17. Even in normal business undertakings where all of the phases of manufacturing process are not carried out within the business premises of the industry but part of such activities are carried out, it has been judicially held that the undertaking can still be considered to have carried out manufacturing or processing activities for the purposes of the IT statute.”
He drew support from the relevant case-law in support of the above findings, duly discussing the ratio laid down therein on pages 28 to 30 of the impugned order. The CIT(A) further held that the assessee can be entitled to the deduction under S.10A if actual export of computer software has been effected during the financial year 2002-03 and the conditions specified under S.10A have been satisfied. As per the documentary evidence produced before the assessing officer and the appellate authority, the competent authority being STPI Hyderabad under the Ministry of Technology, Government of India has certified not only the actual exports of computer software by the assessee company, but also realisation of the export proceeds and foreign currency. On further consideration of the arguments of the assessee before him, the CIT(A) ultimately concluded that the assessee is eligible for reliefs under S.10A of the Act, and consequently deleted the addition of Rs. 68,14,570/- made by the assessing officer by disallowing the claim for the assessee for relief under S.10A of the Act.
5. Facts of the case for the assessment year 2004-05 are similar o those for assessment year 2003-04 discussed at length hereinabove, but for the amount of disallowance involved for that year. The amount of disallowance made by the assessing officer, by rejecting the assessee’s claim for relief under S.10A of the Act, is Rs.12,75,960. The addition thus made by the assessing officer for that year has been deleted by the CIT(A), following the order of the CIT(A) for the assessment year 2003-04.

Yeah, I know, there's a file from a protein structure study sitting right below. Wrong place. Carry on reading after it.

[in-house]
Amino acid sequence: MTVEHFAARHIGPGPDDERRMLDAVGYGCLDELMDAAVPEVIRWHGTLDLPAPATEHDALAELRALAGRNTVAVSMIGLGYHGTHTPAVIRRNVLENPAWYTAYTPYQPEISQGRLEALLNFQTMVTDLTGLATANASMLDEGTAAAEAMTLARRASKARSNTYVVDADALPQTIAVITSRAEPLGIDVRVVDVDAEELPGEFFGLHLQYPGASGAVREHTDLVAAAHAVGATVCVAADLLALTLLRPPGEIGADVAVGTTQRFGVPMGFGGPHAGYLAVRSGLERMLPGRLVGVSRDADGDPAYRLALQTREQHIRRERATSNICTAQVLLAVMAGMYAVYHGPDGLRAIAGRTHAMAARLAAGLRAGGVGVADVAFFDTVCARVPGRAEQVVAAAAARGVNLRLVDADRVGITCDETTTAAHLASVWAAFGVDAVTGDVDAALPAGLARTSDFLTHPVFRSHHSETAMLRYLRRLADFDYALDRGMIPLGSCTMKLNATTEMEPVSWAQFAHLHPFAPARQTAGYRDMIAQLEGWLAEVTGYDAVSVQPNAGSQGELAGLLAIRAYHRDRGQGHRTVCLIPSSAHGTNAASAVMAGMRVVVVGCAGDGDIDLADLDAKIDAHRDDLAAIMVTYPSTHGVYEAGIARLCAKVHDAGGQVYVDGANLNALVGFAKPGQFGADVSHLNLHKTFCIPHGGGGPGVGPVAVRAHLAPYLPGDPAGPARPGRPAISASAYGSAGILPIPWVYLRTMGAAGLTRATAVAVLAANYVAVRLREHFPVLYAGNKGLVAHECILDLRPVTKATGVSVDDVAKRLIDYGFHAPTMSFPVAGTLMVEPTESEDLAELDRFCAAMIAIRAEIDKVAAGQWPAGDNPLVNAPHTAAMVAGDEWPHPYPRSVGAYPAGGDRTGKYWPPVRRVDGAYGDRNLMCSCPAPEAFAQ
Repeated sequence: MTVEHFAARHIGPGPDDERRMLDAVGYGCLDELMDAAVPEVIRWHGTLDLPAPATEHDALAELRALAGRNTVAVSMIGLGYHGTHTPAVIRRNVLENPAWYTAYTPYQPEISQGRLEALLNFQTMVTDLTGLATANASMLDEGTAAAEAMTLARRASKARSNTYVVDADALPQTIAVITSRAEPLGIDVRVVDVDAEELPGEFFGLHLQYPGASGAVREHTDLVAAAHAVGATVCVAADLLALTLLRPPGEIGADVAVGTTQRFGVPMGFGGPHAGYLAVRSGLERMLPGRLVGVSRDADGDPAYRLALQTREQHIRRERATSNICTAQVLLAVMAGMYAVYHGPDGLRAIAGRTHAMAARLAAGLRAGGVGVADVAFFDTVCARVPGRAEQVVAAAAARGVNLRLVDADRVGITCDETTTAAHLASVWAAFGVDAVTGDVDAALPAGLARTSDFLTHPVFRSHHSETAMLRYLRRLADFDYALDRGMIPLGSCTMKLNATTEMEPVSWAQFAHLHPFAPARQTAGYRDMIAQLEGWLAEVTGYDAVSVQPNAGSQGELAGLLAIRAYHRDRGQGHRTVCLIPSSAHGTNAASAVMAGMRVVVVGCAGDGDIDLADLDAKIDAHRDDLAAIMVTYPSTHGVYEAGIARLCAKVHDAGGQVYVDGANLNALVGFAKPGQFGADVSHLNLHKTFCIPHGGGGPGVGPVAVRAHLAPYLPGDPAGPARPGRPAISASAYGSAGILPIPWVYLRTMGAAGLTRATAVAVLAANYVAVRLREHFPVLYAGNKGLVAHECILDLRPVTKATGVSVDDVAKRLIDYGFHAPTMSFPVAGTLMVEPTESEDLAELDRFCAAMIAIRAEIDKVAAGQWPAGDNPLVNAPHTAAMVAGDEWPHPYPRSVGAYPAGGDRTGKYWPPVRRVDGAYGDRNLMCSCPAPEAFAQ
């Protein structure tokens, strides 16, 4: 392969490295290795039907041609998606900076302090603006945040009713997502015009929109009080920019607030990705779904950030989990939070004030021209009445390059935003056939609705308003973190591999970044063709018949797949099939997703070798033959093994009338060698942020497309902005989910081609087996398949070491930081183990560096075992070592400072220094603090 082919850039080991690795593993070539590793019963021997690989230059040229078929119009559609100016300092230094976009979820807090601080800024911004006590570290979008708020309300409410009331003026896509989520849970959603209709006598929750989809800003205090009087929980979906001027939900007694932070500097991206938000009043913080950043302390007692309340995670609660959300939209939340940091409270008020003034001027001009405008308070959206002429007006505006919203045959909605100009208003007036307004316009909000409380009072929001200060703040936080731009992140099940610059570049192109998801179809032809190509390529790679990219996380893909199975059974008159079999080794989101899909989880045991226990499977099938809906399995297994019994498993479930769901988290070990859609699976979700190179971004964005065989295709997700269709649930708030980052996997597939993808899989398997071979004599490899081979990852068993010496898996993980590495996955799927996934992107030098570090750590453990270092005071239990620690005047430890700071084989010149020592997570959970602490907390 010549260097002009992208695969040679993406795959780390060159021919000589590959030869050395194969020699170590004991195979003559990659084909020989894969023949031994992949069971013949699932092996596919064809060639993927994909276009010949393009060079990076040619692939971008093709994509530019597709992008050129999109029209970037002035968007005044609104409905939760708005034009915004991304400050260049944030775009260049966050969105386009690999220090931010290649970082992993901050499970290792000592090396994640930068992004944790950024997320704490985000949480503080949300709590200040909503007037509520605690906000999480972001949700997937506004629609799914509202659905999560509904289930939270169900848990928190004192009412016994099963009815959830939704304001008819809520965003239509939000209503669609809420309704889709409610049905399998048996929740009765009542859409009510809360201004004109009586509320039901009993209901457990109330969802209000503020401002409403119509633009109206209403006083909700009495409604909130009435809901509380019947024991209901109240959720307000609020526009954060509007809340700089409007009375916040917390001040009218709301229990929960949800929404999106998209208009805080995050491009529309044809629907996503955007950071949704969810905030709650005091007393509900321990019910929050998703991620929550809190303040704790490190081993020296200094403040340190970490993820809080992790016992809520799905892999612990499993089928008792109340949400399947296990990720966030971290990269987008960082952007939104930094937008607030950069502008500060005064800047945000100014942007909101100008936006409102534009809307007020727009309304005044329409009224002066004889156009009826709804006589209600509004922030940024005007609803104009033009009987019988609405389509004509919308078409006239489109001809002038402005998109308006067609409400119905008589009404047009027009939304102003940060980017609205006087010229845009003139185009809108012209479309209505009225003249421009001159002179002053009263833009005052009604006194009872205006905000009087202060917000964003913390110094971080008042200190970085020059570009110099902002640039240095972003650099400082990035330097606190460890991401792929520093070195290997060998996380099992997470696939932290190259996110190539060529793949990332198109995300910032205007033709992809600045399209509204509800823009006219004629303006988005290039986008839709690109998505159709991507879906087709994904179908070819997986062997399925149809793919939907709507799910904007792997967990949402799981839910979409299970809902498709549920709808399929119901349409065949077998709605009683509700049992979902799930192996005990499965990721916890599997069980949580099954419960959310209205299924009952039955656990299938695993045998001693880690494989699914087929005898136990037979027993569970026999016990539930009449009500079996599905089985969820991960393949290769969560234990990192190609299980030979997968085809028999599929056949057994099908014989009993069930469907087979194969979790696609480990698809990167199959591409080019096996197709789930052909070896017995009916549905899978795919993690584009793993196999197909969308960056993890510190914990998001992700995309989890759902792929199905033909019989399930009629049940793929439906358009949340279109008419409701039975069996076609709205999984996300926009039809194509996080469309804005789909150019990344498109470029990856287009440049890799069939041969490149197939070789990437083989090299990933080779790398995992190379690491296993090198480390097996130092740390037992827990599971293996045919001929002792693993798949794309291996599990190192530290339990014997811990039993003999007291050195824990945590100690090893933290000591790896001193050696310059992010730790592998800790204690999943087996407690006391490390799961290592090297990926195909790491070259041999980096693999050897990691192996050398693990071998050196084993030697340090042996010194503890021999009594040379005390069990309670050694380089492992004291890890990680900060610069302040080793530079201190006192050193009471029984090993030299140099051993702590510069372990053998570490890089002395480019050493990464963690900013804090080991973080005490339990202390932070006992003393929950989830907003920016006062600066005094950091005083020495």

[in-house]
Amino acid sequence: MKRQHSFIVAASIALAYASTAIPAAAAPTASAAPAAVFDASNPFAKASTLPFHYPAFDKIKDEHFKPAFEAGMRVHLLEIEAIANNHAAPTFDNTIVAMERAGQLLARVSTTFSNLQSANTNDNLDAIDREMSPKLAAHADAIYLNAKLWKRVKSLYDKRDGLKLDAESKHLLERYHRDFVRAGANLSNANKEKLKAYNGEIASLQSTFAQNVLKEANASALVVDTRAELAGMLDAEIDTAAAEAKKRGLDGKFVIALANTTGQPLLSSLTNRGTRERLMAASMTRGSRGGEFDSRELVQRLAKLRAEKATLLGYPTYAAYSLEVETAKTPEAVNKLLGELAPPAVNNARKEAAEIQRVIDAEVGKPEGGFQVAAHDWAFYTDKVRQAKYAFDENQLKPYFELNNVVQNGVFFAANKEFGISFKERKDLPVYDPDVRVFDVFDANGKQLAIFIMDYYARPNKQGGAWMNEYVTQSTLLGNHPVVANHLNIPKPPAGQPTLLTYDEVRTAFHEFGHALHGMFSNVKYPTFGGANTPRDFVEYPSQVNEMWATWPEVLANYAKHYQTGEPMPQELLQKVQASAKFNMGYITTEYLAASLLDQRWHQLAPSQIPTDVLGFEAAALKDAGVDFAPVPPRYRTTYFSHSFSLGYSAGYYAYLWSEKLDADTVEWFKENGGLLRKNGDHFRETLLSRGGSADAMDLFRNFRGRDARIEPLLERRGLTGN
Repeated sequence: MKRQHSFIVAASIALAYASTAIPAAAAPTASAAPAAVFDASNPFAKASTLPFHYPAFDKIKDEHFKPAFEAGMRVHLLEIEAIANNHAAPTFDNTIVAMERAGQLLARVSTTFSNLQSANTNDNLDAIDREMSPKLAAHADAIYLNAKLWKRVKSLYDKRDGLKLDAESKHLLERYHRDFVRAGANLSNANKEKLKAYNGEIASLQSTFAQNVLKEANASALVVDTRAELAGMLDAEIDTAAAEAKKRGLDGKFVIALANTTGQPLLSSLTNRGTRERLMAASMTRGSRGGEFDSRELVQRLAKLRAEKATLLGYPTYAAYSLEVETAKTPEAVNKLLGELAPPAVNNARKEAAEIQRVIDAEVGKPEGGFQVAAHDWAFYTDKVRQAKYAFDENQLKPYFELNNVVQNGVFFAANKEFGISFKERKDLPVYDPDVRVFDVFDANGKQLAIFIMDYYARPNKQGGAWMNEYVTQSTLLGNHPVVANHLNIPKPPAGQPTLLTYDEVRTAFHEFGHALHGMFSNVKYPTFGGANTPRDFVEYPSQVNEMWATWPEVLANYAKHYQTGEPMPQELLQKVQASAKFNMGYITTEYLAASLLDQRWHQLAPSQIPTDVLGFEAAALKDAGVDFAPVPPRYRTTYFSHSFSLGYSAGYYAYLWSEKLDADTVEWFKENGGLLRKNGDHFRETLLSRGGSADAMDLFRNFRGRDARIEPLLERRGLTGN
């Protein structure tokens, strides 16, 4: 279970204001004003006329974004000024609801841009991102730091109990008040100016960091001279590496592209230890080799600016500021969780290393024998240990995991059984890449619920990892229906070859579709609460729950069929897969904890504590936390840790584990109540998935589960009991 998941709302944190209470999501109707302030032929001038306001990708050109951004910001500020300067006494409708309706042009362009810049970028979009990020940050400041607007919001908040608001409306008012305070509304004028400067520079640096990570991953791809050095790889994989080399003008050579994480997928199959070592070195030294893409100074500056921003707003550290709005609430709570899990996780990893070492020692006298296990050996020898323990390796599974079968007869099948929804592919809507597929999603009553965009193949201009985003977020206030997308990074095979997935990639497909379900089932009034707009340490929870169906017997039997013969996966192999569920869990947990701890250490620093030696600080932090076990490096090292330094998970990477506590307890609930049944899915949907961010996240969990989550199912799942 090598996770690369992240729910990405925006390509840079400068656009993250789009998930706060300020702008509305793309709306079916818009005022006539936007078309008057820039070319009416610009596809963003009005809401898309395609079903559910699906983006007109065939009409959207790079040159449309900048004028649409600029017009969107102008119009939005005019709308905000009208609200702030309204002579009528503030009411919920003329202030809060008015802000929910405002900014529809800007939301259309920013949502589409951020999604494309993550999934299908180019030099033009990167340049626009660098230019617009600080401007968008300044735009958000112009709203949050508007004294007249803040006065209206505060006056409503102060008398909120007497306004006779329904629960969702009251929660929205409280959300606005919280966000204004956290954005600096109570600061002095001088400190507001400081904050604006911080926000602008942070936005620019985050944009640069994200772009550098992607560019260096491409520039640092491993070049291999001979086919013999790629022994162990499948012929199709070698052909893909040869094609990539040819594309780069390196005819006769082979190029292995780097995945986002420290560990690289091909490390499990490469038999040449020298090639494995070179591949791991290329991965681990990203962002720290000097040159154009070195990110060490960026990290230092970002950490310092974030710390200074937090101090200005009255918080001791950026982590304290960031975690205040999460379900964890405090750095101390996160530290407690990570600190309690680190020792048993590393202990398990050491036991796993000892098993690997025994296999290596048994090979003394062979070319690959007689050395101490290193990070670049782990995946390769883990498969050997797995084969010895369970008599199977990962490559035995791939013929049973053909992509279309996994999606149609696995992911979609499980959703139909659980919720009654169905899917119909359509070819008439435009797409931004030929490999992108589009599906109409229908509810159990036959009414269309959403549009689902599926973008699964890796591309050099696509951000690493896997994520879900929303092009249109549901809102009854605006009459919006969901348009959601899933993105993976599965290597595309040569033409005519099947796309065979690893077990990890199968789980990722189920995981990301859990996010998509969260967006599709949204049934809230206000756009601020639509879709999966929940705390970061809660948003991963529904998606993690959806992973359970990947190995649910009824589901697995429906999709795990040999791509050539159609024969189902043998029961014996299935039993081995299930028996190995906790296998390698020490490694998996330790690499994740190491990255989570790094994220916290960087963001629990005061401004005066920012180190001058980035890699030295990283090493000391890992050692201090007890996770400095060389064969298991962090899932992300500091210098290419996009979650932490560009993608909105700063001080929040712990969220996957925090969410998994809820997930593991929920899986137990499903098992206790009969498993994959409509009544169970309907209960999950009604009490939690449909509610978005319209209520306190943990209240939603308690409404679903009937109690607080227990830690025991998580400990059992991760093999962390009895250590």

6. Aggrieved by the orders of the CIT(A) for these two years, granting reliefs to the assessee as above, Revenue is in appeal before us.
7. During the proceedings before us, the Learned Departmental Representative relied heavily on the orders of the assessing officer and mentioned that in a case where IT enabled services for web maintenance were not done at the premises of the assessee, the benefits of the provisions of S.10A should not be made available. This aspect was not appreciated by the CIT(A), while granting relief to the assessee, in the impugned orders. Further, he objected to the way the CIT(A) relied on the various judgments, which were not decided in the context of provisions of S.10A, for deciding the issue in favour of the assessee. However, he is silent about the clarification issued by the CBDT vide circular No.697 dated 23.11.1999, and it was relied upon by the assessee. This circular mentions that as long as the unit in the STPI zone produces the computer programmes and exports them, it would be eligible for the benefits of S.10A of the Act. The Learned Departmental Representative also took objection to the CIT(A)’s line of approach that outsourcing or sub-contracting part of the Web maintenance works does not disentitle the assessee to the benefits of S.10A. Further, the Learned Departmental Representative also took objection to the liberal interpretation of the provisions relying on the decision of the Hon’ble Supreme Court in the case of CIT v. Straw Board Mfg. Co. Ltd.  177 ITR 431 and CIT v. Gwalior Rayon Silk Mfg. Co. Ltd.  196 ITR 149. The Learned Departmental Representative also relied on the decision of the Jodhpur Bench decision of the Tribunal in the case of Kwal Pro Exports v. Asstt. CIT  110 ITD 59 (Jodh.), for the proposition that the assessee is not entitled for benefits of S.10B, when assessee was not engaged in manufacturing or producing any article or thing, but simply engaged in the polishing and finishing of the fully manufactured items purchased by it.